Making Christmas a little brighter

Susan Reid's young offenders class is leading the Christmas for Kids campaign at St. Thomas University. (Jordan MacDonald/AQ)

Monty Lewis was lying naked in a jail cell when he hit rock bottom.

“A voice was telling me, ‘End it all, kill yourself, murder yourself, take your life.’”

That’s when a volunteer from the Salvation Army told him about God. It’s been 35 years and he hasn’t looked back since.

Lewis is the director and founder of Bridges of Canada, a Christian organization that supports inmates and their families.

The group buys gifts for children with parents behind bars.

It’s called Christmas for Kids and this year, St. Thomas University criminology students are lending a hand.

This is Sabrina Lafleur’s first year with Christmas for Kids. She is one of the criminology students spearheading STU’s campaign.

They plan to run a toy drive and collect loose change, which will pay for gifts of sponsored children. They are also working to reach out to the campus community and get more students involved.

Lafleur said children are often overlooked as victims of imprisonment.

“The offender is not the only person that is punished when they are incarcerated, it is the innocent children that are involved. This organization allows us to bring the children that much closer to their parents when they are given a present from that missing parent.”

Susan Reid is a criminology professor at STU and teaches the young offenders class, which is leading the campaign.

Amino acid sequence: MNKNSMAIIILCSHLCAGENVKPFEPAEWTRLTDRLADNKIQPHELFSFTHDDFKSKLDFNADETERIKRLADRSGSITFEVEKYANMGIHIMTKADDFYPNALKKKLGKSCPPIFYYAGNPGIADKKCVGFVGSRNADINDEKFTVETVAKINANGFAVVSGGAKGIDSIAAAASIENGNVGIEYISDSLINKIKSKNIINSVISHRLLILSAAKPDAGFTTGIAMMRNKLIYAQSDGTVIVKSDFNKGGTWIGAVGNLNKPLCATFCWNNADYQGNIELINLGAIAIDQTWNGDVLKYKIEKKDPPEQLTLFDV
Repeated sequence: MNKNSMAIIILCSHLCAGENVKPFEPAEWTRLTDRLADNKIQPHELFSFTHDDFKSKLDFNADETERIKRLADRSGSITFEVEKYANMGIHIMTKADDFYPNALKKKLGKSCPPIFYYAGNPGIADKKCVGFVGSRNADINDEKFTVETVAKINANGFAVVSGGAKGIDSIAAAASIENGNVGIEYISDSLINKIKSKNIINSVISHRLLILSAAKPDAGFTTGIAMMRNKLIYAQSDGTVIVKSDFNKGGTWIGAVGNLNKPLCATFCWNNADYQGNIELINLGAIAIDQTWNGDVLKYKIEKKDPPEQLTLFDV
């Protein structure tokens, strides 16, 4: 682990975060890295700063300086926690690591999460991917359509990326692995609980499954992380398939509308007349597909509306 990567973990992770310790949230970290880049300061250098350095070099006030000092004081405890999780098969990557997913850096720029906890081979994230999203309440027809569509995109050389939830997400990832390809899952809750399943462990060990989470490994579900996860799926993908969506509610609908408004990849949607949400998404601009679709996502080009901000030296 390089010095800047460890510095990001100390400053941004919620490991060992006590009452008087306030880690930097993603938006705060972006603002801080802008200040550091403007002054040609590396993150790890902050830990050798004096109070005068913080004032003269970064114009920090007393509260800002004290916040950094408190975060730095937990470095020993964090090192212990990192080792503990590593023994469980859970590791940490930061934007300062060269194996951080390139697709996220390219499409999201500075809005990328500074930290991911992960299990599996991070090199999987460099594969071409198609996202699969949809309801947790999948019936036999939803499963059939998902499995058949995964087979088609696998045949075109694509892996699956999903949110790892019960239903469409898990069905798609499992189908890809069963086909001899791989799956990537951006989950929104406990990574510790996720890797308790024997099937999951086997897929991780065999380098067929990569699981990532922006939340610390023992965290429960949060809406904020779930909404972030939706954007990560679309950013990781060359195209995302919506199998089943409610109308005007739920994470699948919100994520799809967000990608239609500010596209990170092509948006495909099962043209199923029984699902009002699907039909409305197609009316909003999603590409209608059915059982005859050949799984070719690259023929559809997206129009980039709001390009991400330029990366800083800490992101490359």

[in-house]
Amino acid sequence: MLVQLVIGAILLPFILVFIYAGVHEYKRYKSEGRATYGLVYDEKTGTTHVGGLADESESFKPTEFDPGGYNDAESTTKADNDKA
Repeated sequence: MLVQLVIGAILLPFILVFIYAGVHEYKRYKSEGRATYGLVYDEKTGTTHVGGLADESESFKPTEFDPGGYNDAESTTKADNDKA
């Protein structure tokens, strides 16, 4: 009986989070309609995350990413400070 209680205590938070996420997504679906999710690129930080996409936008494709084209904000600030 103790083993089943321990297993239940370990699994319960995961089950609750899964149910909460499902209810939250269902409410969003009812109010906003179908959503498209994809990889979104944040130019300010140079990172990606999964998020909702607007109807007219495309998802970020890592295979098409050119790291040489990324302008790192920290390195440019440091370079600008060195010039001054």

She’s been involved in Christmas for Kids for nearly five years and said she’s touched by student support and enthusiasm.

“This year I said to them, I’ll give you bonus points, but you know what, the people who really do this are really not in need of bonus points and they kind of agreed [with] me. That says a whole lot about the students that we have.”

Bridges of Canada is based out of Fredericton, but partners with prisons all over Canada and throughout the world.

Lewis said he expects to leave over 800 presents under the tree this year.

He struggled with drug addictions and floated in and out of jail for 16 years and knows first-hand the struggles of being away from family members.

“I realized that all the men I hung around with in prison had the same dream inside of them as me to have a home, a family and to carry a lunch can. But just like me, they didn’t know how to get it.”

He said all children deserve to open a present on Christmas morning, no matter where it comes from.

“You’re trying to build family while they’re apart…it’s nice when you’re a little child and your neighbours are opening their gifts from their daddy for you to say, ‘Look what my daddy sent me.’”

The toy drive allows children to have a connection with their parents, even if they can’t be together.

“We send the gifts to the children not from you or not from our organization, but from the parent. So, it gives the child and the parent some
dignity.”

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